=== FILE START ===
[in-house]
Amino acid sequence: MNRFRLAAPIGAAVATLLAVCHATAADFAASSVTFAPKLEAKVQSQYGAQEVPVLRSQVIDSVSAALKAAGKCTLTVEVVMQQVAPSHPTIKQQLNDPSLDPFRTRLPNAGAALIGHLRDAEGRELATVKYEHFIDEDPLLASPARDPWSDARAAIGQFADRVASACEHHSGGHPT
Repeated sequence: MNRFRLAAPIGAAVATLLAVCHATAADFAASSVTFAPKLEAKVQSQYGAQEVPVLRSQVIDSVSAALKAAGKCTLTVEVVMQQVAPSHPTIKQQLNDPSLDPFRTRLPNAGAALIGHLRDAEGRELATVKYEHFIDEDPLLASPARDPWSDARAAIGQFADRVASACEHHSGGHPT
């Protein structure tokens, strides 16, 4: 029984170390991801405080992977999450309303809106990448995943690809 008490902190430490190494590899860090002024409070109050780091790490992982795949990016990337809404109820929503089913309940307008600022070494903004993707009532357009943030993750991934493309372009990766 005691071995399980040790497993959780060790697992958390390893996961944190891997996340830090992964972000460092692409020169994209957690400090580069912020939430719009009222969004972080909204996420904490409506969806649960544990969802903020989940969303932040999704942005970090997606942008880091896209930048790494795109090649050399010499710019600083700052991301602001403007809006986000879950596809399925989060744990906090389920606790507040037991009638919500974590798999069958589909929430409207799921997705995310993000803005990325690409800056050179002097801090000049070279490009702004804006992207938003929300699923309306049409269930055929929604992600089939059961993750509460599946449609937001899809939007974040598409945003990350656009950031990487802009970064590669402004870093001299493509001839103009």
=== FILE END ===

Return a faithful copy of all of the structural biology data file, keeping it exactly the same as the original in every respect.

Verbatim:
[in-house]
Amino acid sequence: MNRFRLAAPIGAAVATLLAVCHATAADFAASSVTFAPKLEAKVQSQYGAQEVPVLRSQVIDSVSAALKAAGKCTLTVEVVMQQVAPSHPTIKQQLNDPSLDPFRTRLPNAGAALIGHLRDAEGRELATVKYEHFIDEDPLLASPARDPWSDARAAIGQFADRVASACEHHSGGHPT
Repeated sequence: MNRFRLAAPIGAAVATLLAVCHATAADFAASSVTFAPKLEAKVQSQYGAQEVPVLRSQVIDSVSAALKAAGKCTLTVEVVMQQVAPSHPTIKQQLNDPSLDPFRTRLPNAGAALIGHLRDAEGRELATVKYEHFIDEDPLLASPARDPWSDARAAIGQFADRVASACEHHSGGHPT
């Protein structure tokens, strides 16, 4: 029984170390991801405080992977999450309303809106990448995943690809 008490902190430490190494590899860090002024409070109050780091790490992982795949990016990337809404109820929503089913309940307008600022070494903004993707009532357009943030993750991934493309372009990766 005691071995399980040790497993959780060790697992958390390893996961944190891997996340830090992964972000460092692409020169994209957690400090580069912020939430719009009222969004972080909204996420904490409506969806649960544990969802903020989940969303932040999704942005970090997606942008880091896209930048790494795109090649050399010499710019600083700052991301602001403007809006986000879950596809399925989060744990906090389920606790507040037991009638919500974590798999069958589909929430409207799921997705995310993000803005990325690409800056050179002097801090000049070279490009702004804006992207938003929300699923309306049409269930055929929604992600089939059961993750509460599946449609937001899809939007974040598409945003990350656009950031990487802009970064590669402004870093001299493509001839103009």